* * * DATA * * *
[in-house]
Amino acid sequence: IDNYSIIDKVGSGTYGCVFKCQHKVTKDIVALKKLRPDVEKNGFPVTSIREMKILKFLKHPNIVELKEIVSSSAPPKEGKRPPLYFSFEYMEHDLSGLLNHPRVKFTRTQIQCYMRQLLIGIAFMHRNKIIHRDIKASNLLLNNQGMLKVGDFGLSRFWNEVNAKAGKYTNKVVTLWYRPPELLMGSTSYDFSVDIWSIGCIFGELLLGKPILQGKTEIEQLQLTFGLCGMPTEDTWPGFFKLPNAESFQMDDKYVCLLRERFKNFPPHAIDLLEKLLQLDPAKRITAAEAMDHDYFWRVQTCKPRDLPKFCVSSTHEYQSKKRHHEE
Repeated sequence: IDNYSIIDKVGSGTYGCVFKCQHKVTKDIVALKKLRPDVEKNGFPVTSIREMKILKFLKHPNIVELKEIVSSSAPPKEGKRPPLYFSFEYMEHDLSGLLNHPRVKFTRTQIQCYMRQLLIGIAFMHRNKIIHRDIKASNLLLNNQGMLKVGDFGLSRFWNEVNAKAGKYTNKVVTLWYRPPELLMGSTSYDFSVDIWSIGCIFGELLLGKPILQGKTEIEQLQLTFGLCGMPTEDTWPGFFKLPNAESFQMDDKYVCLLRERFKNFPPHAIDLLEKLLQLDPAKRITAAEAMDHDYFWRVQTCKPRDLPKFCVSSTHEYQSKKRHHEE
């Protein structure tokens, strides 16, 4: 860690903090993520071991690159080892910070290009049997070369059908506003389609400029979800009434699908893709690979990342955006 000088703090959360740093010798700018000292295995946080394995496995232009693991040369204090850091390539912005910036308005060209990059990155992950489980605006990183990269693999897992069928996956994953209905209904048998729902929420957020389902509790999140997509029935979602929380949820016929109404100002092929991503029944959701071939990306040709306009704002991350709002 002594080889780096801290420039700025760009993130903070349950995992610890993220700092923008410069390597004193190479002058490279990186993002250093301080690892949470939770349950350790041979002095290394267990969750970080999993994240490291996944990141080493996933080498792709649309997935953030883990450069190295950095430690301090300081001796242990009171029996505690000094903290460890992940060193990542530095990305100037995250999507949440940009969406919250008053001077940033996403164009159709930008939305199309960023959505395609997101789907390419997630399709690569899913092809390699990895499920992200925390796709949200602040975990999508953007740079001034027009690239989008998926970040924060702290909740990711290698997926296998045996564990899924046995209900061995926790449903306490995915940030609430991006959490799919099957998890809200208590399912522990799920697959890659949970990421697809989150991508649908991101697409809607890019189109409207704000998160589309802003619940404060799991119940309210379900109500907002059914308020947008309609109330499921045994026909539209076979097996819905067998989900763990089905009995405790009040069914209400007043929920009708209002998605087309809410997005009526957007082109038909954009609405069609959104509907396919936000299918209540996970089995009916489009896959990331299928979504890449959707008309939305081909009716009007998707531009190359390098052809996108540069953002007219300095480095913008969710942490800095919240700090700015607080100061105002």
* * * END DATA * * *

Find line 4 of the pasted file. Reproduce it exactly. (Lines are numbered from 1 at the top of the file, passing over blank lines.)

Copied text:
């Protein structure tokens, strides 16, 4: 860690903090993520071991690159080892910070290009049997070369059908506003389609400029979800009434699908893709690979990342955006 000088703090959360740093010798700018000292295995946080394995496995232009693991040369204090850091390539912005910036308005060209990059990155992950489980605006990183990269693999897992069928996956994953209905209904048998729902929420957020389902509790999140997509029935979602929380949820016929109404100002092929991503029944959701071939990306040709306009704002991350709002 002594080889780096801290420039700025760009993130903070349950995992610890993220700092923008410069390597004193190479002058490279990186993002250093301080690892949470939770349950350790041979002095290394267990969750970080999993994240490291996944990141080493996933080498792709649309997935953030883990450069190295950095430690301090300081001796242990009171029996505690000094903290460890992940060193990542530095990305100037995250999507949440940009969406919250008053001077940033996403164009159709930008939305199309960023959505395609997101789907390419997630399709690569899913092809390699990895499920992200925390796709949200602040975990999508953007740079001034027009690239989008998926970040924060702290909740990711290698997926296998045996564990899924046995209900061995926790449903306490995915940030609430991006959490799919099957998890809200208590399912522990799920697959890659949970990421697809989150991508649908991101697409809607890019189109409207704000998160589309802003619940404060799991119940309210379900109500907002059914308020947008309609109330499921045994026909539209076979097996819905067998989900763990089905009995405790009040069914209400007043929920009708209002998605087309809410997005009526957007082109038909954009609405069609959104509907396919936000299918209540996970089995009916489009896959990331299928979504890449959707008309939305081909009716009007998707531009190359390098052809996108540069953002007219300095480095913008969710942490800095919240700090700015607080100061105002």